$$\begin{array}{ll}{p}_{mj}&:=\displaystyle\frac{\,{{\rm{Inductive}}\, {\rm{energy}}\, {\rm{stored}}\, {\rm{in}}\, {\rm{junction}}}\,{j}}{{{\rm{Inductive}}\, {\rm{energy}}\, {\rm{stored}}\, {\rm{in}}\, {\rm{mode}}}\,{m}}\\ &=\displaystyle\frac{\langle {\psi }_{m}| \frac{1}{2}{E}_{j}{\hat{\varphi }}_{j}^{2}| {\psi }_{m}\rangle}{\langle {\psi }_{m}| \frac{1}{2}{\hat{H}}_{{{{\rm{lin}}}}}| {\psi }_{m}\rangle },\end{array}$$
(20)

which is a straightforward extension of Eq. (5), and is similarly computed using normal ordering (see Supplementary Section A6). The EPR pmj is computed from the eigenfield solutions \({\overrightarrow{E}}_{m}(\overrightarrow{r})\) and \({\overrightarrow{H}}_{m}(\overrightarrow{r})\) as explained in Supplementary Section C3. It is a bounded, non-negative, real number, 0 ≤ pmj ≤ 1. A zero EPR pmj = 0 means that junction j is not excited in mode m. A unity EPR pmj = 1 means that junction j is the only inductive element excited in the mode.

From the EPR pmj, one directly computes the variance of the quantum zero-point fluctuations,

$$\varphi^2_{mj}=p_{mj}\frac{{\hbar}\omega_m}{2E_{j}}$$
(21)

Equation (21) constitutes the bridge between the classical solution of the linearized Josephson circuit and the quantum Hamiltonian \({\hat{H}}_{{{{\rm{full}}}}}\) of the full Josephson system, up to the sign of φmj.

Universal EPR properties

The quantum fluctuations φmj are not independent of each other, since the EPRs are submitted to three types of universal constraints—valid regardless of the circuit topology and nature of the Josephson dipoles. These are of practical importance, as they are useful guides in evaluating the performance of possible designs and assessing their limitations. As shown in Supplementary Section A7, the EPRs obey one sum rule per junction j and one set of inequalities per mode m,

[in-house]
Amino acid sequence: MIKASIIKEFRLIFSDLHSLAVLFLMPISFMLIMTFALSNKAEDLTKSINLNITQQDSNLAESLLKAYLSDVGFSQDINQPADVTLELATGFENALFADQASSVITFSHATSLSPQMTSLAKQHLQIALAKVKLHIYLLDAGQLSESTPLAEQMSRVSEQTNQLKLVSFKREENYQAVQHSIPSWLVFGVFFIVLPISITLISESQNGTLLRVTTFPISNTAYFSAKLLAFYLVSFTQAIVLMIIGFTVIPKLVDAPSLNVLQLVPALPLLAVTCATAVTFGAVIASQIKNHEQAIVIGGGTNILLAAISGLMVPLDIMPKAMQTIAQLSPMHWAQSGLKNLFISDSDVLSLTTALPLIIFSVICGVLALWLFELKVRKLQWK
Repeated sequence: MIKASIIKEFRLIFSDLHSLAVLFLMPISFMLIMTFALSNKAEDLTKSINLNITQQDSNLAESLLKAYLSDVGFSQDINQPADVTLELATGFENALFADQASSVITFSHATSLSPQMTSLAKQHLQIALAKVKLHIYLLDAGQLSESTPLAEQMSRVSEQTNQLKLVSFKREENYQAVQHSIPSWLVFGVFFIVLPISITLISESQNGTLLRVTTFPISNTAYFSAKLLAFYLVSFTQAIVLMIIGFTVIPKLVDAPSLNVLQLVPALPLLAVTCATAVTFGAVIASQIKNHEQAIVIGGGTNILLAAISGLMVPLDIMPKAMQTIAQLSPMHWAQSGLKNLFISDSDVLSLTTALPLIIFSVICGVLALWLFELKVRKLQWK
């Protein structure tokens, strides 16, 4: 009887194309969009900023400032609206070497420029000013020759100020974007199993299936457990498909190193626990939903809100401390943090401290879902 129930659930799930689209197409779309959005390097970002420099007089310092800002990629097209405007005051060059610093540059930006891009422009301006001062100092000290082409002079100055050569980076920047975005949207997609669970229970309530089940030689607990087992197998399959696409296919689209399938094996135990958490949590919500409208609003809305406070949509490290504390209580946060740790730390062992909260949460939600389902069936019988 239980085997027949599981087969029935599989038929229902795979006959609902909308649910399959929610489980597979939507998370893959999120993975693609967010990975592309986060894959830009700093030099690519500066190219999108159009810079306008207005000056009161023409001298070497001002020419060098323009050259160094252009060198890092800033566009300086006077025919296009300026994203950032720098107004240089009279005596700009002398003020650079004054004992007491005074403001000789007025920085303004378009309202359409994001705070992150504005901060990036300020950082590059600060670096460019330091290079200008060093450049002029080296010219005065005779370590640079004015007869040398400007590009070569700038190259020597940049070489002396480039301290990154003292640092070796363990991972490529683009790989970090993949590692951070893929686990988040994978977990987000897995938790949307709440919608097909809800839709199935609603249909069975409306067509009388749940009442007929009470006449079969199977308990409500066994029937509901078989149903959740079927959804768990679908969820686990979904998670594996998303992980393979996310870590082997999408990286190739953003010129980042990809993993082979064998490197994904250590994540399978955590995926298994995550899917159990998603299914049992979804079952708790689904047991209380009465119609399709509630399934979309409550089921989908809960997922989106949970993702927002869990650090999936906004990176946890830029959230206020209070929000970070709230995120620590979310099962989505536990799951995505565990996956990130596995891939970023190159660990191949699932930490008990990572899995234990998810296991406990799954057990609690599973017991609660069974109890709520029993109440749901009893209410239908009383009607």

$$\mathop{\sum }\limits_{m=1}^{M}{p}_{mj}=1\ \,{{\mbox{and}}}\,\ 0\le \mathop{\sum }\limits_{j=1}^{J}{p}_{mj}\le 1.$$
(22)

The total EPR of a Josephson dipole is a quantity that is independent of the number of modes—it is precisely unity for all circuits in which the dipole is embedded. It can only be diluted among the modes. On the other hand, a given mode can accept at most a total EPR of unity from all the dipoles. In practice, this sum rule can be fully exploited only if the bound M reaches the total number of relevant modes of the system.

The next fundamental property concerns the orthogonality of the EPRs. Rewriting Eq. (21) in terms of the amplitude of the zero-point fluctuation, we have

$${\varphi }_{mj}={s}_{mj}\sqrt{{p}_{mj}\hslash {\omega }_{m}/2{E}_{j}}\,,$$
(23)

where the EPR sign smj of junction j in mode m is either +1 or −1. The EPR sign encodes the relative direction of current flowing across the junction. Only the relative value between smj and \({s}_{mj^{\prime} }\) for \(j\,\ne\, j^{\prime}\) has physical significance (see Supplementary Fig. 8). The EPR sign smj is calculated in parallel with the process of calculating pmj, from the field solution \(\overrightarrow{H}(\overrightarrow{r})\), see Supplementary Section C3. We now obtain the EPR orthogonality relationship

$$\mathop{\sum }\limits_{m=1}^{M}{s}_{mj}{s}_{mj^{\prime} }\sqrt{{p}_{mj}{p}_{mj^{\prime} }}\ =0\,,$$
(24)

valid when the sum from 1 to M covers all the relevant modes, see Supplementary Section A7.

Excitation-number-conserving interactions

Thus, as announced, knowledge of the EPRs completely specifies \({\hat{H}}_{{{{\rm{nl}}}}}\), through Eqs. (17), (19), and (21). The Hamiltonian can now be analytically or numerically diagonalized using various computational techniques20. In this section, our focus will be now to explicitly handle the effect of the nonlinear interactions \({\hat{H}}_{{{{\rm{nl}}}}}\) on the eigenmodes. Before treating the case of a general nonlinear interaction, we focus on the leading-order effect of \({\hat{H}}_{{{{\rm{nl}}}}}\) in the case of the “canonical” Josephson system. In this case, the J Josephson dipoles are all Josephson tunnel junctions and the dispersive regime is satisfied for all pairs of modes k and m; i.e., \({\omega }_{k}-{\omega }_{m}\gg {E}_{j}{c}_{jp} < {\hat{\varphi }}_{j}^{p} >\) for p ≥ 3 and in the absence of strong drives. The leading-order nonlinear terms are the subset of p = 4 terms that conserve excitation number. After normal ordering, see Supplementary Section B1, one finds the effective Hamiltonian